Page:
- Open your favorite editor and open the Manifest.xml file. (Make sure it is not open in InfoPath Designer)
- Replace all occurrences of the old dev host name with the new development server name: for example, replace InfoPath2010devHost with InfoPath2013devHost.
- You may have had a different publishing host server name such as shptdev.domain.com, if so, replace all occurrences of the publish name with the new host name as well.
- Save the file and exit.
Step 5 – Update the User Profile Service data connections
If you have data connections to the User Profile Service, you may (or may not know) that the account you used when setting up the data connection is hard-coded in the data connection. Wherever your data connections are stored look for the file with a name like GetUserProfileByName… and look for the xml property <tns:GetUserProfileByName>. Be sure the name is a valid user you want to use – in our case we changed it to a generic user called ‘InfoPathUser’.
Step 6 – A quick look for the old dev hostname in other files
Use WinGrep to search through all the xml files and/or data connections for links to your old server names. I generate my data connections via powershell so I didn’t have many changes. This is especially helpful when migrating from a dev environment to test and production.
Step 7 – Re-compile any code behind
Open the form in design view and open the code behind using the ‘Code Editor’ from the developer tab. You will need to change the target framework to .Net 4.5 before compiling.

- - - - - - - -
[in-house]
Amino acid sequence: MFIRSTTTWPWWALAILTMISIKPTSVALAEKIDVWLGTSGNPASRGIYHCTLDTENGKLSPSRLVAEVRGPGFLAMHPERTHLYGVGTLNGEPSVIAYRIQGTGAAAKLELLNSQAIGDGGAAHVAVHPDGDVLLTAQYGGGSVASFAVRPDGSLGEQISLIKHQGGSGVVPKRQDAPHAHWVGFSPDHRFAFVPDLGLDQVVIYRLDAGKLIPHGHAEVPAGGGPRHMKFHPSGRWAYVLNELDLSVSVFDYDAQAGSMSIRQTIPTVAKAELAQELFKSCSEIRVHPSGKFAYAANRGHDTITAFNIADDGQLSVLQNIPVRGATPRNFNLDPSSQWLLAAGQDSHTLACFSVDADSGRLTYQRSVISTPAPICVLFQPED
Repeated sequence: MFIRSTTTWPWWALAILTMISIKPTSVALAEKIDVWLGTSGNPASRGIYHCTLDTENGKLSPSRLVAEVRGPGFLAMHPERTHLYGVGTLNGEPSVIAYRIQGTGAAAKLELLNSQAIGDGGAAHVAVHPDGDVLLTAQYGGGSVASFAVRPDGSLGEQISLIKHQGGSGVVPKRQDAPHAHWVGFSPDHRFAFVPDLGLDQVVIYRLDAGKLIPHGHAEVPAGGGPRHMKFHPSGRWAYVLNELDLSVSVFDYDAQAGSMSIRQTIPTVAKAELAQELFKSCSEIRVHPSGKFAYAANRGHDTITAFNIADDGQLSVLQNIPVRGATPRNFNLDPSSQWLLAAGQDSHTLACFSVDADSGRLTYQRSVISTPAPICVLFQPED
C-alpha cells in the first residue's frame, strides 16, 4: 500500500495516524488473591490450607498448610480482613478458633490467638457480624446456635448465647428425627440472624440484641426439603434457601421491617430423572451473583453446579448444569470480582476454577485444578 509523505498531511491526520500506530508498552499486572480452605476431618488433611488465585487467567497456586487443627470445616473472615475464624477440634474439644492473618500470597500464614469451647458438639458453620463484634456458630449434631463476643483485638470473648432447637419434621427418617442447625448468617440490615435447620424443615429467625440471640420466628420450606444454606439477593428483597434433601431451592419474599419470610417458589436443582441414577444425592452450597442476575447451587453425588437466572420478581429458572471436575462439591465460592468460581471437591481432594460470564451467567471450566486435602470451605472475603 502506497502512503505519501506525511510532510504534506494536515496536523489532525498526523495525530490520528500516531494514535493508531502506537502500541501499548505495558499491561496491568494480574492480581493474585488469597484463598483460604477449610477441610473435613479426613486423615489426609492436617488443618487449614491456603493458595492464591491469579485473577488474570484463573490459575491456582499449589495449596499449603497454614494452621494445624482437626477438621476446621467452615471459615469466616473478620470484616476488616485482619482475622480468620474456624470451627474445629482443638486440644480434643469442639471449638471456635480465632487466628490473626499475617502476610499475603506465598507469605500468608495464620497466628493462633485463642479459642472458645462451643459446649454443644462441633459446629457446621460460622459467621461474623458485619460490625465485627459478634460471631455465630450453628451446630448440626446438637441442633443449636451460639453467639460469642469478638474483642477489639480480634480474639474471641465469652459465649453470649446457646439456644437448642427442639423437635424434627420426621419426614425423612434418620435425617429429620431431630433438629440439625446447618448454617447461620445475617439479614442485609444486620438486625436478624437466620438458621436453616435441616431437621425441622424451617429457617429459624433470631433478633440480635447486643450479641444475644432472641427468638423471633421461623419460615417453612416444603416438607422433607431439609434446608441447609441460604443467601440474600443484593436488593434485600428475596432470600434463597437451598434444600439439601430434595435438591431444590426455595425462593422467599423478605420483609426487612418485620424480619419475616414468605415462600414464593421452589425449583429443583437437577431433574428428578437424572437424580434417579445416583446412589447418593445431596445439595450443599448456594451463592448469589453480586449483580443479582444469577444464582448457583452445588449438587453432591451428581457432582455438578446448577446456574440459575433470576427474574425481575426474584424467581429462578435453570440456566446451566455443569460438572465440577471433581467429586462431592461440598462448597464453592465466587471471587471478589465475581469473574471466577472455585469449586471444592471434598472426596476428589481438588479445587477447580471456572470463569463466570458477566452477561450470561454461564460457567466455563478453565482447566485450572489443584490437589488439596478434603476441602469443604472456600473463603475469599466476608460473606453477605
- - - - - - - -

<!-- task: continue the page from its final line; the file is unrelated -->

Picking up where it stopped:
- Double-Click on the project properties.
- On the application tab, change the target framework.
- Save the file.
- Check your references!! If they don’t link correctly, you will need to fix them. You can do this via Visual Studio or by editing the csproj file for the project – either way works.
- Compile – but do not close Visual Studio.
Step 8 – Publish the form
Go back to the InfoPath Designer and publish your form… it should all work.
Step 9 – Check your form
I found in one or two cases my data connection filter rules got corrupted during the migration and I had to delete / re-create them. Double check your filters and rules to make sure everything is working properly.
That’s it… Your form is migrated. The only issue I have seen so far is I have to keep changing the code behind to use the target framework of .Net 4.5 when I open the form in design view and want to publish. I am still working on the permanent fix for that one and will update the blog when I found the solution that works.
If you have questions or comments, please feel free to contact me on Twitter @spgenie.
About Suzanne George
Suzanne is an expert in Microsoft SharePoint and .Net technologies. Suzanne is a Microsoft Certified Technology Specialist: Web Applications and SharePoint Application Developer who presents at various SharePoint conferences and has participated in Microsoft’s “Born to Learn” blog and is a contributing author of SharePoint 2010 books and an avid speaker at Technology conferences.
Suzanne has been in internet technologies since 1994 and has been working on SharePoint for 10 years. She has led and participated on teams doing analysis, design, development, implementations, and enhancements and testing of applications in these areas: Microsoft SharePoint, ESRI ArcServer, and custom developed Internet web sites.